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Cash Is a Fact

Posted January 22, 2019

In 2008, when gasoline prices were around $4 a gallon, I went looking for a new car. “What about these Mustangs?” I asked the dealer.

“Take your pick,” he said, while he stuffed his cigarette through the hole in the tall plastic ashtray. “These will be the last muscle cars you'll ever see. Make me an offer; we have dozens of them.”

No one was buying the gas-guzzlers back then because the thought was that oil was going to $200 a barrel. Of course, now car companies don’t sell econo-boxes and have re-geared for big trucks and SUVs.

The simple truth is that oil is cyclical. This time is not different. Today’s low oil prices will create tomorrow's high oil prices.

Which makes Schlumberger (NYSE: SLB) the contrarian dividend buy of the decade. It hasn’t been this cheap since 2009... the last time oil crashed.

Schlumberger is the world's largest oilfield services company. It employs 100,000 people from 140 companies and is ranked 287 in the Fortune 500.  

SLB provides services such as seismic acquisition, well testing, and directional drilling, as well as a vast array of energy production solutions.

When the price of oil is going up, SLB does great business and the share price pops. When oil prices fall, profits fall and the share price drops.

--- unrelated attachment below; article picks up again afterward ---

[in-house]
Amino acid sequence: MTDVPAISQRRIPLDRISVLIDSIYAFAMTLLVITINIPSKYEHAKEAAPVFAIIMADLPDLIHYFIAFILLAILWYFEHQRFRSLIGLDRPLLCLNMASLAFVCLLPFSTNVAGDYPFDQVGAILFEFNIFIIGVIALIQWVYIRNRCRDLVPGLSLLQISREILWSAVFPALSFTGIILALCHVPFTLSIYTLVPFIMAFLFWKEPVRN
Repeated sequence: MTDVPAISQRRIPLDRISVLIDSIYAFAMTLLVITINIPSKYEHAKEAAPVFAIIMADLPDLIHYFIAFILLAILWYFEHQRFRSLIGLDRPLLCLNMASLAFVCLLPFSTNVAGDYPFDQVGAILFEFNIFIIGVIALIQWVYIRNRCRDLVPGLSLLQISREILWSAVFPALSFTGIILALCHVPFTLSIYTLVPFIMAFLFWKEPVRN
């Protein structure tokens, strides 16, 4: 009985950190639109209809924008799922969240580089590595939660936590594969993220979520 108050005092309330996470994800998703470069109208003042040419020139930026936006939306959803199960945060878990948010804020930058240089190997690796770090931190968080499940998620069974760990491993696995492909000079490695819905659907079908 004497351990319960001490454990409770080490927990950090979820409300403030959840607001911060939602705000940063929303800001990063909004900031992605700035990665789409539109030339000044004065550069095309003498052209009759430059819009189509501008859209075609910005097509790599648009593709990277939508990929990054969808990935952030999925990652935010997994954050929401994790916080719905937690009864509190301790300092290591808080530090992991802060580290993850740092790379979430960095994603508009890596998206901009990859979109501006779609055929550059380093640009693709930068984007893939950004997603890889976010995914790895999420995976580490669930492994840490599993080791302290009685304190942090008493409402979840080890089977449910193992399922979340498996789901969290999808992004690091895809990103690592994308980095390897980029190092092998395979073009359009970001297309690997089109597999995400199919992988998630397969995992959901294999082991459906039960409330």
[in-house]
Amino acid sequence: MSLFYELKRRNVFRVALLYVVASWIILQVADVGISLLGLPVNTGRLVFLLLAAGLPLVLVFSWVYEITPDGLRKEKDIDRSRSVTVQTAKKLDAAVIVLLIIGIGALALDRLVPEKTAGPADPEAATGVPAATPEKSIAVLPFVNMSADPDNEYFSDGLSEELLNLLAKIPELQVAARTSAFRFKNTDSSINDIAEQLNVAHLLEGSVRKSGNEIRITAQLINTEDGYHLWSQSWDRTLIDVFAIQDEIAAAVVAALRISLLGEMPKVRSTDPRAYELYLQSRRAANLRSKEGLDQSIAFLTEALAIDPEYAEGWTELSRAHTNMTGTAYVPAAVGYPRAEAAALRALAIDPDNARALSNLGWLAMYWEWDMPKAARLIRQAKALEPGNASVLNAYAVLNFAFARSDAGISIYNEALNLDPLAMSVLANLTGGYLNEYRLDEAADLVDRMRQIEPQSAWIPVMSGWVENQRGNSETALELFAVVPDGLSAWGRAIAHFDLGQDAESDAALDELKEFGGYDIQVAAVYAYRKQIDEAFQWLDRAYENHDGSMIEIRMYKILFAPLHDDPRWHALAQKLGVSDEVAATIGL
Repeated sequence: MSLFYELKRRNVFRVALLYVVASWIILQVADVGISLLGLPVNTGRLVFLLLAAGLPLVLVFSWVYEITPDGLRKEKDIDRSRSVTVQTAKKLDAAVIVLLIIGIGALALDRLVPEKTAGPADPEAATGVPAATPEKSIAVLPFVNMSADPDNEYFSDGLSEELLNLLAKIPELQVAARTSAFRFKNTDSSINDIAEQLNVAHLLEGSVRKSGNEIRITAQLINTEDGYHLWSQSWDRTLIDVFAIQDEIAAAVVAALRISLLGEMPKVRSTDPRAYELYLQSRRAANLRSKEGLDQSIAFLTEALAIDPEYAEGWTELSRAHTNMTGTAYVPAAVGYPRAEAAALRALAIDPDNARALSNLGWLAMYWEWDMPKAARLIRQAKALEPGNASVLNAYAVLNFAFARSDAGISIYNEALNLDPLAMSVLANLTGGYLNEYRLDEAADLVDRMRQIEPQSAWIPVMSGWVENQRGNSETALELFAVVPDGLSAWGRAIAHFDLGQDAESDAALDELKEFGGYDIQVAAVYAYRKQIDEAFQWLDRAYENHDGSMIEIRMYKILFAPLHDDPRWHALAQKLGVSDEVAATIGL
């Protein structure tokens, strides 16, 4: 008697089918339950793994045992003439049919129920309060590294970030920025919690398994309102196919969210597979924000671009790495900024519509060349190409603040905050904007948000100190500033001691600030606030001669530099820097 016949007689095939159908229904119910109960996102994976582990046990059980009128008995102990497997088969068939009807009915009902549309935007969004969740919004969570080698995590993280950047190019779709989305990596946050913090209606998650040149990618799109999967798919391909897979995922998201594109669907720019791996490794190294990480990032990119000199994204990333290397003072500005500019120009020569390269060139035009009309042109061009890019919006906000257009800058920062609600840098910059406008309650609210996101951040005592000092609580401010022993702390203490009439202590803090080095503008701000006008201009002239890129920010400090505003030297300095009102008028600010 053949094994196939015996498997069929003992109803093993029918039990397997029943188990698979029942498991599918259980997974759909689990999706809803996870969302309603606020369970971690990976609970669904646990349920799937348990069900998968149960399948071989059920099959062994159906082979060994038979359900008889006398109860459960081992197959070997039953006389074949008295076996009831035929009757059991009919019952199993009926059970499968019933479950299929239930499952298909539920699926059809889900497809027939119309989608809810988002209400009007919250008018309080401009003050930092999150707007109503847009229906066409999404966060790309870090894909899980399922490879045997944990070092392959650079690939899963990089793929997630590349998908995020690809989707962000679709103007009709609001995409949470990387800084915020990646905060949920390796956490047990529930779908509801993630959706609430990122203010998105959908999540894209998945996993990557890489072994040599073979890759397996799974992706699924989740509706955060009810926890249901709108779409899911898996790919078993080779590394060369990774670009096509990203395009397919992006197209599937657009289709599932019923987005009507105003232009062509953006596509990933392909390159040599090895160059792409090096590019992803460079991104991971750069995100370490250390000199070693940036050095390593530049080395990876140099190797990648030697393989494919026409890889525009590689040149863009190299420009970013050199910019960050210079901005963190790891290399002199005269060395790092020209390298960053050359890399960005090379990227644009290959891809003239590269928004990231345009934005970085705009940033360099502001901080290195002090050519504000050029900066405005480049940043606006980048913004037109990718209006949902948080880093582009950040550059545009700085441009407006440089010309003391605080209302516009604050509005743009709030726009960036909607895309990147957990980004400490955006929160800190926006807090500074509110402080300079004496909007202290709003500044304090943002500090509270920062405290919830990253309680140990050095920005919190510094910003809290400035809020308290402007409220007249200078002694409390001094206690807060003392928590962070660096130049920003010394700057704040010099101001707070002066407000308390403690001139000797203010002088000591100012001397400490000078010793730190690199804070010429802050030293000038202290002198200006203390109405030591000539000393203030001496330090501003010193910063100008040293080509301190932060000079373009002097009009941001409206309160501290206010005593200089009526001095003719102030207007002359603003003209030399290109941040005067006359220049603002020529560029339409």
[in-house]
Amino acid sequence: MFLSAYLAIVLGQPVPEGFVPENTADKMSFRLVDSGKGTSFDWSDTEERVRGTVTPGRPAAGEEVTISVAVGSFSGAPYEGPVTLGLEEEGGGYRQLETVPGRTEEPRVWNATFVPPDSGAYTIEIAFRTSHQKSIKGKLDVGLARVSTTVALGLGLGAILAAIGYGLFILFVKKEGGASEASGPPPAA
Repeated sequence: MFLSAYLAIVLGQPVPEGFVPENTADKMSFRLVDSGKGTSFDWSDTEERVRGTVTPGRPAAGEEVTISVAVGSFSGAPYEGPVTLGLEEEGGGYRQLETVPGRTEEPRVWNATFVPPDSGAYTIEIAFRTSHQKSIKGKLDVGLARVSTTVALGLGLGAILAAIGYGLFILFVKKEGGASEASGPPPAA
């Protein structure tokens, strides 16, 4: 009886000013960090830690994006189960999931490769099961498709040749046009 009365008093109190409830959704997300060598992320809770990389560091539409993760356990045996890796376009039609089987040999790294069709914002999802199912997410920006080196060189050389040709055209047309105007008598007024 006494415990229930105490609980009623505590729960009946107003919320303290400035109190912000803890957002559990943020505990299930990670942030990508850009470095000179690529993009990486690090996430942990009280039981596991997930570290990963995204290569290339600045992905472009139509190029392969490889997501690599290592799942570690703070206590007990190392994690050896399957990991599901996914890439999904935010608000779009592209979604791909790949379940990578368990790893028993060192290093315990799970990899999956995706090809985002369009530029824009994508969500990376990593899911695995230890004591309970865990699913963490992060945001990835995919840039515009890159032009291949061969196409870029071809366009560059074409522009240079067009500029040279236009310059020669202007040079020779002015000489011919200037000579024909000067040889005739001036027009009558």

Here is the Brent oil price chart going back to 2000. You can see it leads SLB’s stock price.

Recently, the price of oil fell from $82 to a bottom at $51 and rebounded over the last month to $62. There is reason to believe this trend will continue for the foreseeable future. And I’ll tell you why...

Forecast is for higher oil prices. Oilprice.com is reporting:

The International Energy Agency (IEA) said that the OPEC+ cuts that started this month likely put a floor beneath oil prices, but that it would still take time before the reductions could balance the oil market.

Oil prices fell over the course of December, even after the OPEC+ cuts were announced. That reflected pessimism over the trajectory of the global economy as well as fears that the oil market was about to head into another steep downturn not unlike the 2014-2016 bust. Those fears were exaggerated, at least as far as the oil market goes, but the production cuts will still take time to work through.

OPEC released its Oil Market Report in recent days, which showed that the cartel slashed output by 750,000 bpd in December – sharp reductions that came before the deal even went into effect.

But that’s just the start. OPEC plus Russia have agreed to take 1.2 million barrels a day off the market for the first six months of 2019.

No More Bunker Fuel

Furthermore, new international regulations on marine fuels come into effect on January 1, 2020. This will end the use of dirty bunker fuels and replace them with cleaner midrange distillates.

Buy Low and Sell High

SLB recently reported EPS of $0.36. This represents a decrease of $0.10 sequentially and $0.12 when compared to the same quarter of last year.